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How to Cultivate Community in Modern Culture


Something that often comes up in my workshops, and always catches my attention, is isolation. I witness people feeling so much joy and love at workshops because they are experiencing real, authentic human connection, tribe and community. They are remembering how we are meant to live and relate. They then crave for this connection to continue beyond the workshop because we are so devoid of it in our modern culture.

Modern culture teaches us that it is perfectly normal to care for ourselves and our children without any help, cooped up in the box of our house, possibly away from relatives and friends, with only the box of our car, the box of our iPhones and computers (we don’t even need to leave the house to shop anymore!) and the box of the Facebook or instagram screen to connect us to the outside world. Sadly, boxes and gadgets constitute the reality of ‘civilised society’ as it is commonly perceived in our era.

The meaning of the word Community has been lost in the mire of a fast paced, materialistic and de-spirited 21st Century society. I am sure we would all like to think we live in a place where people help one another and offer physical and emotional support to one another. But when was the last time you cleaned or cooked for a fellow sister who was unwell? Or got together with tribe to sing songs and play music? Or gathered around a fire with sisters and brothers? Or held a friend through the night as they wept? Or celebrated with tribe in dance and ceremony? Such an ideal disappeared when it started to be unsafe to leave the doors unlocked and let the children play around outside. Such an ideal disappeared when iPhones, laptops, televisions, nuclear living and indoor play centers became more commonplace than real human connection.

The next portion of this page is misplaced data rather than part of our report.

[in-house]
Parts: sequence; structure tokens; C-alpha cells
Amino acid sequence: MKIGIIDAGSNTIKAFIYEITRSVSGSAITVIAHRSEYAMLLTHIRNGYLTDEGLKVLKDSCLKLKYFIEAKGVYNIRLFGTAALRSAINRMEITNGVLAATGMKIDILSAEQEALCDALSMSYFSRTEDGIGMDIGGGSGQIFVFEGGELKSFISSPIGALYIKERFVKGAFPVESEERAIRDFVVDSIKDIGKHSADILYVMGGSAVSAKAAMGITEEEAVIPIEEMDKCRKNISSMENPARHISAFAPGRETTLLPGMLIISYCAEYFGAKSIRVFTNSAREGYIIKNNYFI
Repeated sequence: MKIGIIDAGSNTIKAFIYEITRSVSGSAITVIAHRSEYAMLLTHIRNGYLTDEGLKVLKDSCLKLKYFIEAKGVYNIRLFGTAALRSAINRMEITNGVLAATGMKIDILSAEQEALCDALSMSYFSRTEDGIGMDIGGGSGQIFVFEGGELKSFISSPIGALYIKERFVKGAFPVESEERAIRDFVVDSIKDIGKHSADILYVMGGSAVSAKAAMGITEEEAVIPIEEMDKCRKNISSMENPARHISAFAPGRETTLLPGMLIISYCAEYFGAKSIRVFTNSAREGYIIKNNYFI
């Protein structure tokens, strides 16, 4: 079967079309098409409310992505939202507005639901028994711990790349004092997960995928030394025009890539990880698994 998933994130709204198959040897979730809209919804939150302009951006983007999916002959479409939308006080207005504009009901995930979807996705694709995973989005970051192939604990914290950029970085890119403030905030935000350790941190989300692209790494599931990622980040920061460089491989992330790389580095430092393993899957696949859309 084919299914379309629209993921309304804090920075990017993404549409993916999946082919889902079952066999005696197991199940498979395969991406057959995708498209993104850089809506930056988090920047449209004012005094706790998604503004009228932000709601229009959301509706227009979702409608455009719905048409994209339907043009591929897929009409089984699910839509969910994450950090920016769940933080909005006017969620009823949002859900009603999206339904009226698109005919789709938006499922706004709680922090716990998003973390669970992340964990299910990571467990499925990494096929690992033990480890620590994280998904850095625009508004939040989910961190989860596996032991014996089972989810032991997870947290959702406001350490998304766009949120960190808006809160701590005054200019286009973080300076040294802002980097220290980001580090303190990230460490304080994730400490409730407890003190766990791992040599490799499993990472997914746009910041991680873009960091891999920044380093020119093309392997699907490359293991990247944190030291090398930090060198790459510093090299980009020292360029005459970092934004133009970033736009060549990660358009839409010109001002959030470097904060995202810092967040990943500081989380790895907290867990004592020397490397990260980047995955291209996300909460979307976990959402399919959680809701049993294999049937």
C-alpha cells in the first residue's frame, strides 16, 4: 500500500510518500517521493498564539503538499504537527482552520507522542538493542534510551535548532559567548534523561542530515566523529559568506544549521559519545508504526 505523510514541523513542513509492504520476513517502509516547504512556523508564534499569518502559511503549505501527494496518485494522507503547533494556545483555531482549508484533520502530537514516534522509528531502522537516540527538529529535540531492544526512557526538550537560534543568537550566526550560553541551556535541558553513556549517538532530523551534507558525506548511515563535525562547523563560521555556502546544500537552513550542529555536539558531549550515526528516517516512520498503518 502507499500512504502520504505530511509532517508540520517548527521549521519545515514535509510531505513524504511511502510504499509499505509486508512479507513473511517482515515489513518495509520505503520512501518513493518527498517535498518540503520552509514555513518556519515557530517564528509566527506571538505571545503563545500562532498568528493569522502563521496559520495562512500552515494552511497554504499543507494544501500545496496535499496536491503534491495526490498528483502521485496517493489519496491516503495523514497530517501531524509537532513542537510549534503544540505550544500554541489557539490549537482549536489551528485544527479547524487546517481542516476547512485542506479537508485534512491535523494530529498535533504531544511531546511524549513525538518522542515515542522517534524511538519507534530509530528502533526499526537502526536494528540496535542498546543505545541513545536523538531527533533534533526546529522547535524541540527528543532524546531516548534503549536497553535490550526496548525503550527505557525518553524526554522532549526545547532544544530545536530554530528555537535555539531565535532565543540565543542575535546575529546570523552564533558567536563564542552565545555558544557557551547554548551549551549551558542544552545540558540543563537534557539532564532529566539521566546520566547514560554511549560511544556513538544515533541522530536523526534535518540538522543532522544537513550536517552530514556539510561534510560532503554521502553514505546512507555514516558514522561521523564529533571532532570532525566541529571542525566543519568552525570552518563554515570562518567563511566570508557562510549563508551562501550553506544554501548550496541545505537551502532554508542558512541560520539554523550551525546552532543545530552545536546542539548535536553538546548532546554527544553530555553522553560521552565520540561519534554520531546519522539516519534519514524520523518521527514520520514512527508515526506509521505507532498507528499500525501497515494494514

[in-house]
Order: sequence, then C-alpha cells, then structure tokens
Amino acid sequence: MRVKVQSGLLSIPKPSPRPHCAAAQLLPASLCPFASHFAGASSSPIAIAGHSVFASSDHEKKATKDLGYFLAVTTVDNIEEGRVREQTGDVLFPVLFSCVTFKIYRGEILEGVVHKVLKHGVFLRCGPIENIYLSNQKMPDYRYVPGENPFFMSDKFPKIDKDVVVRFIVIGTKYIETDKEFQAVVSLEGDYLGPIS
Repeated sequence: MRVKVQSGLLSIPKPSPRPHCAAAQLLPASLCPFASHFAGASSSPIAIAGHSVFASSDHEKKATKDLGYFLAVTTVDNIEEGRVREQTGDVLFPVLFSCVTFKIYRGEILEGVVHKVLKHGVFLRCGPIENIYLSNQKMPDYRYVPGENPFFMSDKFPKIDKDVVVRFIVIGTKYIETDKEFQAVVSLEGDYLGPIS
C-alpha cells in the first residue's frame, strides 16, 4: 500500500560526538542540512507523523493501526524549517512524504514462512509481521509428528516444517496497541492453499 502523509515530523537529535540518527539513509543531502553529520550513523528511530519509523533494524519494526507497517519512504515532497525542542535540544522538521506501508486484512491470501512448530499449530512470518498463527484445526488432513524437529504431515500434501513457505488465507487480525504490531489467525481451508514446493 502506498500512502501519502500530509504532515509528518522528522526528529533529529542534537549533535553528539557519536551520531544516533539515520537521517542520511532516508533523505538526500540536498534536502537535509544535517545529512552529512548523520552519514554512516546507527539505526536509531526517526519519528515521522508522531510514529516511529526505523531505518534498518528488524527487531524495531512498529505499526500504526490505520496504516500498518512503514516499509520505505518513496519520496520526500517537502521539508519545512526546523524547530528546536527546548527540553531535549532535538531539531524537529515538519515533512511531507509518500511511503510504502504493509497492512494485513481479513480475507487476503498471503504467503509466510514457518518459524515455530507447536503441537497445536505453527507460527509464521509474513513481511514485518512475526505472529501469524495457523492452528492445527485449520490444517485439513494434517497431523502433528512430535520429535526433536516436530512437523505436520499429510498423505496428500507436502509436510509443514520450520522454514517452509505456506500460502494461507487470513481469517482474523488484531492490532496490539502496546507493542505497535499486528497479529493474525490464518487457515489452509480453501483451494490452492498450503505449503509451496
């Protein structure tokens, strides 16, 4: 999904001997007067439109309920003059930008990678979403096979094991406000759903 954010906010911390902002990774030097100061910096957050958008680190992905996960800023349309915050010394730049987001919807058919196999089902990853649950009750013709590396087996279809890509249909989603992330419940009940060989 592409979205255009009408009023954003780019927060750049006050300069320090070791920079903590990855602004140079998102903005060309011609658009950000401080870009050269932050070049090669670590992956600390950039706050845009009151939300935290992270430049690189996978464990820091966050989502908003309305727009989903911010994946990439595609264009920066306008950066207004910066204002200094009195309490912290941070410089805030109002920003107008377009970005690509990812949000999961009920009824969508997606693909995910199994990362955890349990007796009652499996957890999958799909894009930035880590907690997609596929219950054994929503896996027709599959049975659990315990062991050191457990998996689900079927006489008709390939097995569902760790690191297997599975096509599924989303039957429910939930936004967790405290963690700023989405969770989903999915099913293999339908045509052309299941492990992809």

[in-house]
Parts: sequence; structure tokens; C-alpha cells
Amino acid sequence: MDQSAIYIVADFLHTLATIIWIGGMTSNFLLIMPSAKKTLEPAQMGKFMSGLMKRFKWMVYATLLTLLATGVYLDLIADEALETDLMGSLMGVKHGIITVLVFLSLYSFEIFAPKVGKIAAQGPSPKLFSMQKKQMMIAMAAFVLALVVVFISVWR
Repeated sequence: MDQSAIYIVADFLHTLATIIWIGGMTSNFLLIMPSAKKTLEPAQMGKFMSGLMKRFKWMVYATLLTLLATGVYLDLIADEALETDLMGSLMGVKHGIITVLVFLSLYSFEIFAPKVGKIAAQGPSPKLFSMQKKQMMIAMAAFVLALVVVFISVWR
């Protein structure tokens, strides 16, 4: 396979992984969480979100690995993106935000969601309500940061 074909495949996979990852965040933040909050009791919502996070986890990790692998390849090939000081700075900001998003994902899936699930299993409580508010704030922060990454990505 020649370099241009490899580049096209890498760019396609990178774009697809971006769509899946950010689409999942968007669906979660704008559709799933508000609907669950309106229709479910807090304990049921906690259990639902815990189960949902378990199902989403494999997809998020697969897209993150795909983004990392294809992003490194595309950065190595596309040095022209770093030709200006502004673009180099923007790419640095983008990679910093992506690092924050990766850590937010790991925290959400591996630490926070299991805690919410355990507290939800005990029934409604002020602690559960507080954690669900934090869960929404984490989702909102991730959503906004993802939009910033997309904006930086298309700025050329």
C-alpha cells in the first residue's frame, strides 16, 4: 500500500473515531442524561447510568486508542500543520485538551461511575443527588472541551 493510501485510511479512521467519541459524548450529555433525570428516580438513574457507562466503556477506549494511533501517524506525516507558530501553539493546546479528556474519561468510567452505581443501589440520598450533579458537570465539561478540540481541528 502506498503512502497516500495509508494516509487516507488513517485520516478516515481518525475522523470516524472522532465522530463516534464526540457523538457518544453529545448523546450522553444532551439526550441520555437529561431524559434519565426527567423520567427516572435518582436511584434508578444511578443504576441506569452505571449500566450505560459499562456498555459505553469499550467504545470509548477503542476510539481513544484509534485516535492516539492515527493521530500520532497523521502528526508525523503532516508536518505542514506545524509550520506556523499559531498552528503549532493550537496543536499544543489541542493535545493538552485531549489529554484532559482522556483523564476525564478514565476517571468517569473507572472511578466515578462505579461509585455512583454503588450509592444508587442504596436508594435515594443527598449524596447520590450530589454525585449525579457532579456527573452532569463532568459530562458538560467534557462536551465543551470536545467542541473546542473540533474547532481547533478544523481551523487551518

No person or family is supposed to live on an island and yet metaphorically, most of us do. It is one of the most unnatural human experiences in the history of mankind to live as we do in modern society, in our seperate houses, keeping our skills and resources to ourselves and immediate family only.

This probably explains why we have only been living this way for the last one hundred years. It probably also explains why there is so much depression, suicide and feelings of isolation in modern western culture. The truth is we live in streets where we barely know our next door neighbors, let alone the people three doors down. A typical family has a father at work all day while the mother is either at home with the children or working while the child is in day care. Single parent households are not uncommon either, usually taken on by the mother. Take any of these scenarios and you usually have a mother who is feeling overwhelmed, exhausted and definitely in need of some company and support. And a father who is carrying the responsibility of creating financial and emotional safety.

“One of the marvelous things about community is that it enables us to welcome and help people in a way we couldn’t as individuals. When we pool our strength and share the work and responsibility, we can welcome many people, even those in deep distress, and perhaps help them find self-confidence and inner healing.”
Jean Vanier